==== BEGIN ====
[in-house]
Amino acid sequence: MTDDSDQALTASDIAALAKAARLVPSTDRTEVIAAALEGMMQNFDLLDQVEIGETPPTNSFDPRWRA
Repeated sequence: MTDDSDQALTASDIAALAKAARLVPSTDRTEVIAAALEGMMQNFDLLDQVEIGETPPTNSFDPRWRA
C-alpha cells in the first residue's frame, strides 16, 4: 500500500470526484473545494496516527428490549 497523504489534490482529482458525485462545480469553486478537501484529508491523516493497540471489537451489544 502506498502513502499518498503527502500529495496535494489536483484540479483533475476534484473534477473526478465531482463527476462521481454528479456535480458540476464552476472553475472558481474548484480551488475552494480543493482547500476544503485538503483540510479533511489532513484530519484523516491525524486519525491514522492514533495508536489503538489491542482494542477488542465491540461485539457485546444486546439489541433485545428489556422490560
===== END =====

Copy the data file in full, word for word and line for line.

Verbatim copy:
[in-house]
Amino acid sequence: MTDDSDQALTASDIAALAKAARLVPSTDRTEVIAAALEGMMQNFDLLDQVEIGETPPTNSFDPRWRA
Repeated sequence: MTDDSDQALTASDIAALAKAARLVPSTDRTEVIAAALEGMMQNFDLLDQVEIGETPPTNSFDPRWRA
C-alpha cells in the first residue's frame, strides 16, 4: 500500500470526484473545494496516527428490549 497523504489534490482529482458525485462545480469553486478537501484529508491523516493497540471489537451489544 502506498502513502499518498503527502500529495496535494489536483484540479483533475476534484473534477473526478465531482463527476462521481454528479456535480458540476464552476472553475472558481474548484480551488475552494480543493482547500476544503485538503483540510479533511489532513484530519484523516491525524486519525491514522492514533495508536489503538489491542482494542477488542465491540461485539457485546444486546439489541433485545428489556422490560